​​The hip is a large weight-bearing ball and socket joint that moves and stabilizes the torso and lower body. When the hip is affected by arthritis, it can be debilitating.

Patients who are worried about hip arthritis should be aware of the common signs, symptoms, and risk factors. Being informed enables patients to know when to make an appointment with Dr. Nelson. Keep in mind that receiving an early diagnosis and an effective treatment plan can often decrease symptoms and stop arthritis progression.

What is Arthritis of the Hip

Arthritis of the hip is a condition in which there is loss of the cartilage of the head of the thighbone and of the cup-shaped socket of the pelvis where the thighbone fits into the joint (the acetabulum). This cartilage allows the bone to glide inside the socket of the joint as you move. When the cartilage is damaged or lost, bone rubs against bone causing pain, tenderness, swelling (inflammation), and limitation of your ability to move freely.

Symptoms of Hip Arthritis

  • Pain and Stiffness: The most common symptom of hip arthritis is pain. This can be a dull, achy pain or a sharp, burning sensation. The pain may be worse with activity and at night. Stiffness is also common, especially in the morning or after sitting for long periods.
  • Limping: Many people with hip arthritis develop a limp. This may be due to pain or muscle weakness.
  • Loss of Range of Motion: As hip arthritis progresses, you may lose the ability to move your hip through its full range of motion.

Risk Factors

Arthritis usually affects middle-aged and older patients (50+) and is often associated with the aging process. A previous injury may cause early-onset arthritis in patients of any age, especially if the injury severely damaged hip cartilage, bone, or anatomy. Additional risk factors include:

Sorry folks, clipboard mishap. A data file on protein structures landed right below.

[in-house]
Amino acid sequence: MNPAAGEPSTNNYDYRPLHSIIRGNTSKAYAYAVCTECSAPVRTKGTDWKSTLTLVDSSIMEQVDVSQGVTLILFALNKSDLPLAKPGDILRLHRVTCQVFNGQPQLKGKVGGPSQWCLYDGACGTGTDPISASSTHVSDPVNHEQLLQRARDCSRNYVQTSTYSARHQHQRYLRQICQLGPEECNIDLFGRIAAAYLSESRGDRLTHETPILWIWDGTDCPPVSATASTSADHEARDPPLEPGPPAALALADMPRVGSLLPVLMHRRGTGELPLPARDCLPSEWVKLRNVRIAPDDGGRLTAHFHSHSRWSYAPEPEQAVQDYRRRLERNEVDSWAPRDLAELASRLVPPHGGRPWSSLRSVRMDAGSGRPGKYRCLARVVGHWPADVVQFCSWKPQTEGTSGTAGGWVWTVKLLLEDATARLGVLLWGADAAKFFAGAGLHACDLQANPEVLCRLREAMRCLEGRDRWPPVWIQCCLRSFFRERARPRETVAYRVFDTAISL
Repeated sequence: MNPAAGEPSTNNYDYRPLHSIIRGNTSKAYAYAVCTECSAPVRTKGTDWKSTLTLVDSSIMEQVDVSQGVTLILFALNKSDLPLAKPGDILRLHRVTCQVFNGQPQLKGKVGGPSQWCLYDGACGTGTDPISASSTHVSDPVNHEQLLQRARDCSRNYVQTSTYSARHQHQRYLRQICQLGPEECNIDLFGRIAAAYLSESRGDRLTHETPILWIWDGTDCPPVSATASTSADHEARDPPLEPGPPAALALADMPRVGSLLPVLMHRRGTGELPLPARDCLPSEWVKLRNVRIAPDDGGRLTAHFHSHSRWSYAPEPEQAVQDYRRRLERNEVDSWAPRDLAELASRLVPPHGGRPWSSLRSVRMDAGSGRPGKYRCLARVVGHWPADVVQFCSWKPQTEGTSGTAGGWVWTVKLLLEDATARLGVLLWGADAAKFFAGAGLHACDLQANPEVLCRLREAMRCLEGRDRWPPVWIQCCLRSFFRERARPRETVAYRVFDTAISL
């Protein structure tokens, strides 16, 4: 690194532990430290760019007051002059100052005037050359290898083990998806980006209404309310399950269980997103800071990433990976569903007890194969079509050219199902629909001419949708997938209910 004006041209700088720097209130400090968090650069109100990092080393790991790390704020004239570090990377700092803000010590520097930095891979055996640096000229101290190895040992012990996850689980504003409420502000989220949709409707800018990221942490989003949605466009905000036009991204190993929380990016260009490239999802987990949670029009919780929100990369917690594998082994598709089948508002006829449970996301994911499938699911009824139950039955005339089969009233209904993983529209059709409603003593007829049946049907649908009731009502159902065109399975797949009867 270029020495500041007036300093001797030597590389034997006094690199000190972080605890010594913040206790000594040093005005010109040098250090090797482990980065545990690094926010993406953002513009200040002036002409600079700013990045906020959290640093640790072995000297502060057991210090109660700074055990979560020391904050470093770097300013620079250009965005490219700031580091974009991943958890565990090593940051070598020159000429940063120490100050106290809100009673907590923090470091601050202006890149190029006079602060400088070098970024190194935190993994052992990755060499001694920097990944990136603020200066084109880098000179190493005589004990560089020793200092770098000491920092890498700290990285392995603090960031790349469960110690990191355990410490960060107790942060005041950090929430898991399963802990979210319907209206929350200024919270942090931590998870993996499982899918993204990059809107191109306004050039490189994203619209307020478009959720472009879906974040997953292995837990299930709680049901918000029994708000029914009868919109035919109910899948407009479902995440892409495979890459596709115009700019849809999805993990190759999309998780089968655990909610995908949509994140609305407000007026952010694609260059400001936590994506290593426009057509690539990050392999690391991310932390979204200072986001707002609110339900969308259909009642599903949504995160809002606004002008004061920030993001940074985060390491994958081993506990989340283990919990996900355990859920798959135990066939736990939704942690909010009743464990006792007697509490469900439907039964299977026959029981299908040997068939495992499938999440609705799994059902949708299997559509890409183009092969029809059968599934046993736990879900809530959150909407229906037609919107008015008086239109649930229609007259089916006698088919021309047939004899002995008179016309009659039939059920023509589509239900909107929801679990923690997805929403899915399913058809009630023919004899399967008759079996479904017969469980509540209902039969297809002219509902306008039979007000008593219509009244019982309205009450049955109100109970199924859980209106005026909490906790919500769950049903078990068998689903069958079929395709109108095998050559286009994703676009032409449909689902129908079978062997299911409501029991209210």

• Developmental hip dysplasia
  • Family history of osteoarthritis
  • Obesity


Arthritis is a chronic condition and although its progression can be slowed down and symptoms can be treated, the condition cannot be cured. An early diagnosis is important because nonsurgical treatment options can quickly and effectively decrease symptoms and slow the onset. Depending on the severity of arthritis and your age, hip arthritis may be managed in several different ways including any or a combination of the following:

  • Conservative care
  • Pain management
  • Losing weight to reduce the forces on your hip joint
  • Changing your activities to avoid strain on your hip
  • Using assistive devices such as a cane in your opposite hand
  • Surgery
  • Hip replacement

If you experience hip arthritis symptoms, please contact our office to make an appointment with Dr. Nelson at 435-774-8511. His goal is to get you back to an active and healthy life using a treatment plan customized to you and your goals!